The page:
I Walked With You A Ways
4 out of 5 stars
After hearing this one-off collaboration between Waxahatchee’s Katie Crutchfield and singer/songwriter Jess Williamson, you’ll wonder why these women don’t want to commit to future projects. The pairing is that impressive.
Inspired by mutual respect for each other’s music, the duo’s exquisite harmonies on this set of mostly original indie folk with pop leanings are hypnotic and almost otherworldly. Think of a female version of the Everly Brothers and Simon & Garfunkel, or the Chicks and the Emmylou, Linda, and Dolly union for comparisons. Add trios I’m With Her, Puss N Boots, and most recently the quartet The Highwomen… but you get the idea.
Not every combination of voices blends, but once you hear Crutchfield and Williamson sing together on this disc’s opening “When the Summer Sun Melts Candles,” it’s clear that these two have found vocal chemistry and a sweet spot that’s unique. The largely acoustic material is split evenly between each member writing solo (four each) with one cover from Hoyt Van Tanner and another credited to Crutchfield and Kevin Morby. The twosome is supported by a solid if somewhat faceless band led by producer/multi-instrumentalist Brad Cook (electric guitars, Mellotron, Wurlitzer, bass), Jeff Tweedy’s son Spencer on drums and a few others to flesh out the sound.
The songs are generally about running away from, or occasionally towards, relationships and staying true to the indie folk/rock/pop and occasional country that has informed both Crutchfield and Williamson’s own work. On “Last 2 on Earth,” they sing Leaving here tomorrow if it don’t turn out right…It looks like it might stay the same and that general concept of women leaving dysfunctional romances informs many of these 10 tunes.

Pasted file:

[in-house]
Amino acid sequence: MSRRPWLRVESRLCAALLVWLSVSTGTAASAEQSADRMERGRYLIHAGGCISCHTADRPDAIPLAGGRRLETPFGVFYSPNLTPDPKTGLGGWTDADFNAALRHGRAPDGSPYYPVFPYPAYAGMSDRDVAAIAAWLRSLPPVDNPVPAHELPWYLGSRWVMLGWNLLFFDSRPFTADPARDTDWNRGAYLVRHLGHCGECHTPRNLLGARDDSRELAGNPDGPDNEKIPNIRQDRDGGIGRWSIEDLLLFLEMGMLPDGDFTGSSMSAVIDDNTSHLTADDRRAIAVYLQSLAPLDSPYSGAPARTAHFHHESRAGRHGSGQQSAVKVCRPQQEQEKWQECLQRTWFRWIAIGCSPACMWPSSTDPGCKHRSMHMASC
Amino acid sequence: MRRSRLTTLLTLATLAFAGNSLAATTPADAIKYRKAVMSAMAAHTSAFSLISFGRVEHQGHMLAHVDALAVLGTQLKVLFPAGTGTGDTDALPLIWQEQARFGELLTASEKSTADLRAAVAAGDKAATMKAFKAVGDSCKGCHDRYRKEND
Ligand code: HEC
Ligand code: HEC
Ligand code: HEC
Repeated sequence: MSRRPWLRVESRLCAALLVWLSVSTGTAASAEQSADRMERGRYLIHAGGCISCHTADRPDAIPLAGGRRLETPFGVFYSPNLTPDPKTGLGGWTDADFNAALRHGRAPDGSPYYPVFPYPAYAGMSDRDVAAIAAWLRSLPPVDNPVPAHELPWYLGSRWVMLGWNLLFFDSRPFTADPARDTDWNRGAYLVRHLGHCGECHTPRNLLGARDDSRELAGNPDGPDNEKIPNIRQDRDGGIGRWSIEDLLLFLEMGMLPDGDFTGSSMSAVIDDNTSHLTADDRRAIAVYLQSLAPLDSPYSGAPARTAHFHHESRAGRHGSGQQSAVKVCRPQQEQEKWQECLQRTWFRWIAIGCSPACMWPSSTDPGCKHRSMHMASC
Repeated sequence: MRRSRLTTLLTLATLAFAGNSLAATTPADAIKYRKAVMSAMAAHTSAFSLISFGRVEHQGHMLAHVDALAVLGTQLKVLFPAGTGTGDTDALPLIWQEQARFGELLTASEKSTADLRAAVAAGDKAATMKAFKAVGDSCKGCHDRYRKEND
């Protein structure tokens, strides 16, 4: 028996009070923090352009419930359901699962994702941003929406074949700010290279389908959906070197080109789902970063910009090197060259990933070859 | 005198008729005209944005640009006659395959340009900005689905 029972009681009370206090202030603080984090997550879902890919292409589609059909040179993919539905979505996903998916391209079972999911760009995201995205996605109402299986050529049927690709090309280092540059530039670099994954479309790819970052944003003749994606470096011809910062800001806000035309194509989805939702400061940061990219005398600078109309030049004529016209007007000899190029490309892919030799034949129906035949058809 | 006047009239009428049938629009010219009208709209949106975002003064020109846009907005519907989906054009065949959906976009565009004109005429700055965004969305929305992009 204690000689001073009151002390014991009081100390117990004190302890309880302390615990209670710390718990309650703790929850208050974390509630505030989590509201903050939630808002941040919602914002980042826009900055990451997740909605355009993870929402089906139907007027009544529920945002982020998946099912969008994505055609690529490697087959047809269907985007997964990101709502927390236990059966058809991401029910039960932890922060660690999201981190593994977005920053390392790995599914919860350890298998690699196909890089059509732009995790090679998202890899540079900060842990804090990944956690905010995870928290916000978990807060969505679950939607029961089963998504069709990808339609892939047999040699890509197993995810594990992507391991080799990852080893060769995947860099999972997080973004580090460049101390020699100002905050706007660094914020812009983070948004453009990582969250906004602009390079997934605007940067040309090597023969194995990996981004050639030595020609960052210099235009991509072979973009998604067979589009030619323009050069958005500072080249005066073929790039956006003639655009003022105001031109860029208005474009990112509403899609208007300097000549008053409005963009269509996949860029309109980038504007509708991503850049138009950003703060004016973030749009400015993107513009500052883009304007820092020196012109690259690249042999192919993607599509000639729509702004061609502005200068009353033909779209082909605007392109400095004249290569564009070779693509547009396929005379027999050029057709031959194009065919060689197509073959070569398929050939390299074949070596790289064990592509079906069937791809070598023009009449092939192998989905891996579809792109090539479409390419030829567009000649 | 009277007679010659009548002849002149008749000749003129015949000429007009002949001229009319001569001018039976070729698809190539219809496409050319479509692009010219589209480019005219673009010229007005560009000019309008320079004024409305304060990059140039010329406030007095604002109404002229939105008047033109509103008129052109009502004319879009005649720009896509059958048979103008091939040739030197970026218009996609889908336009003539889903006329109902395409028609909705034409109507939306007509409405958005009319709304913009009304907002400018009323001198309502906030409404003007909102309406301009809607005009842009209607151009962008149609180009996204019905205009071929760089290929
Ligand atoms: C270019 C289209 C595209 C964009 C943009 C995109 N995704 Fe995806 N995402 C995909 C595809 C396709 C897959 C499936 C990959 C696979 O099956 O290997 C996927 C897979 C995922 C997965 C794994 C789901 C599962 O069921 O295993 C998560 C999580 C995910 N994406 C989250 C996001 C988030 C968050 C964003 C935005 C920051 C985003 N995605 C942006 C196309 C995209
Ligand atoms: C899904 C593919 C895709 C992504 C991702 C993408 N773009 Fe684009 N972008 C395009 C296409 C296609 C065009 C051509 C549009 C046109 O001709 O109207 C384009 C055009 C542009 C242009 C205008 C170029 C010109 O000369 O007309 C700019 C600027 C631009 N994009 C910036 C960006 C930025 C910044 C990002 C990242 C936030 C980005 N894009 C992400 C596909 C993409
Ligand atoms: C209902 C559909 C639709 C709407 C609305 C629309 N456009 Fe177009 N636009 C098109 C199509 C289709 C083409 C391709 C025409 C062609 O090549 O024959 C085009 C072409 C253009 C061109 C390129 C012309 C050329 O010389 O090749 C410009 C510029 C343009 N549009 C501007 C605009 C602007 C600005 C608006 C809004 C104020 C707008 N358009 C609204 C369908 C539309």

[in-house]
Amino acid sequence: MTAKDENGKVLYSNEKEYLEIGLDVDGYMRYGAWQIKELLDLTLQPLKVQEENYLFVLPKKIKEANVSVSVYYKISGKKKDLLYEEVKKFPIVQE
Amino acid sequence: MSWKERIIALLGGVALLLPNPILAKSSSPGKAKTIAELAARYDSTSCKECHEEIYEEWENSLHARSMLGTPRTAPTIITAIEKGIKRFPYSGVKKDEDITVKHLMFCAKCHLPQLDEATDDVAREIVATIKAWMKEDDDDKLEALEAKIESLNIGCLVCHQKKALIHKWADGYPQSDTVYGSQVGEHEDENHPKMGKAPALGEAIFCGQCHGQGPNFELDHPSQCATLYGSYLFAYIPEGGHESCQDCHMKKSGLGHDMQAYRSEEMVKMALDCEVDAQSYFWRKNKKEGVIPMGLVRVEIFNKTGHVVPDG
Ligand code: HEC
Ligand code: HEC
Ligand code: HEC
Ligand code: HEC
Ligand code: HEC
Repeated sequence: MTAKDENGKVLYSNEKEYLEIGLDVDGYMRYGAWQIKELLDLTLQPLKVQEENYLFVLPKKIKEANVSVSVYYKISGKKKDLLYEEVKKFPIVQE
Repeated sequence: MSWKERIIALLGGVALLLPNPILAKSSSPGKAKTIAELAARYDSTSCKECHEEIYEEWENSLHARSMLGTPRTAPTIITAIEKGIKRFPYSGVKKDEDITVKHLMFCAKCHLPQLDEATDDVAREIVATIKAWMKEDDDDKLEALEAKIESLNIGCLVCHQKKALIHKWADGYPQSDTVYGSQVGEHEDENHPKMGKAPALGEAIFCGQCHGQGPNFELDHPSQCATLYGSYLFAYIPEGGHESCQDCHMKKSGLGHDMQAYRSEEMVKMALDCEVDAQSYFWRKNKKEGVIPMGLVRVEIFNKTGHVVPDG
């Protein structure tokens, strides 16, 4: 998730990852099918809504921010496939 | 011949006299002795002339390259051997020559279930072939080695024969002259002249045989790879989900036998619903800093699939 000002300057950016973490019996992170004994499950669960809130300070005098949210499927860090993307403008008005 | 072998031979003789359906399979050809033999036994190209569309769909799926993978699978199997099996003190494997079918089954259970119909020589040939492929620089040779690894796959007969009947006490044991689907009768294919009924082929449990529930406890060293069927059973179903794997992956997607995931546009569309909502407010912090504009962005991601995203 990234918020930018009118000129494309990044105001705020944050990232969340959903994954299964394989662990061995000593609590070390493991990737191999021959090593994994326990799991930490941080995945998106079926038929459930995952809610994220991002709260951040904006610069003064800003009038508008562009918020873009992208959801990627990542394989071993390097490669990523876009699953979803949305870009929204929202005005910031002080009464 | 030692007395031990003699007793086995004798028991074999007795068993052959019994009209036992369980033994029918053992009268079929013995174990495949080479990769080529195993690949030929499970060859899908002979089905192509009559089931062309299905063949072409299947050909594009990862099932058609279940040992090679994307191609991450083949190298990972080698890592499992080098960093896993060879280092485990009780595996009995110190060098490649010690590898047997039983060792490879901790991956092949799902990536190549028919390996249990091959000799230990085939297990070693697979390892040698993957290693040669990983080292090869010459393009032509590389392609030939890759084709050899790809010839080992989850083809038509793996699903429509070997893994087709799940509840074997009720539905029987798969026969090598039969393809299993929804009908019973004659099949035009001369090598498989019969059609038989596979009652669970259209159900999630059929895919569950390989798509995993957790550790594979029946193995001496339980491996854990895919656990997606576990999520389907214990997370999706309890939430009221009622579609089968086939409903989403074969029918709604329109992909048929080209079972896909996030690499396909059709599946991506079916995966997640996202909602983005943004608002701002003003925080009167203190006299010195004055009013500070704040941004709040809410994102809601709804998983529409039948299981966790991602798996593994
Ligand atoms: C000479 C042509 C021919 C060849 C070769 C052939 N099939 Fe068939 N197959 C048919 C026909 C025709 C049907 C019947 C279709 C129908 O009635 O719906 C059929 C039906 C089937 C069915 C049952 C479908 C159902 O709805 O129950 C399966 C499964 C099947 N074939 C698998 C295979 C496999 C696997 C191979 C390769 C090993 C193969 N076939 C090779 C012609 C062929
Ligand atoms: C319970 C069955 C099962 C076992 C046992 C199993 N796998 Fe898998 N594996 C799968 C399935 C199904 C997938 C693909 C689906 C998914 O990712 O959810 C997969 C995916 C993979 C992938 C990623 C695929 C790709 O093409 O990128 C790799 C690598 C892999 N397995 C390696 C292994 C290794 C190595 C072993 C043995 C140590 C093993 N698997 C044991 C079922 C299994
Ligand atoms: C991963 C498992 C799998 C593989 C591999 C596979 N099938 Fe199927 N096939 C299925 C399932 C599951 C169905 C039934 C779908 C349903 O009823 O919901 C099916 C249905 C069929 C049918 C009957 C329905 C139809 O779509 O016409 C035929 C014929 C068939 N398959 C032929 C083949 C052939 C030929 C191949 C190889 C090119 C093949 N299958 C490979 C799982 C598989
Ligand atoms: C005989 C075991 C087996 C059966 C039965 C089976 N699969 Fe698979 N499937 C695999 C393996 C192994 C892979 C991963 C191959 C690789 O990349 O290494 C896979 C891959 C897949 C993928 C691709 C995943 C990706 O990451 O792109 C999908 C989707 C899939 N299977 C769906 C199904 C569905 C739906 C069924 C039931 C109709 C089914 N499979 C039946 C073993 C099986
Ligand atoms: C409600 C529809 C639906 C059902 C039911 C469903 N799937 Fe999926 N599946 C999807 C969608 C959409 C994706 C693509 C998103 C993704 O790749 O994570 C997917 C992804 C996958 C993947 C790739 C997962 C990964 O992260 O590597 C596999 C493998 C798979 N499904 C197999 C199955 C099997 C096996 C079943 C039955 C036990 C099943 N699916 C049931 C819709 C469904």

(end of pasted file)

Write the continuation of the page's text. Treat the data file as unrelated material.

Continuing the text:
In the case of the closing title track, written by Williamson, she leaves but says Well I’ll be better all my days/Cause I walked with you a ways. She’s gone, but the slight catch in both singers’ voices reflects the sadness of the situation. On the early single, Crutchfield’s “Problem With It,” the lyrics of If you can’t do better than that babe/I got a problem with it, explain why she’s walking out with a lyrical brush-off.
The swapping of leads with both voices joining on choruses is wonderfully executed, the songs float and swoop with the nervous anticipation that comes with looking forward to better days and the backing musicians add just enough weight to keep it all grounded. It’s an unexpected gem and, according to the notes, one that’s not likely to be repeated after the follow-up tour.
Hopefully, Plains will rethink that decision. This is too special to relegate it to a sole release.
Photo by Molly Matalon / Grandstand Media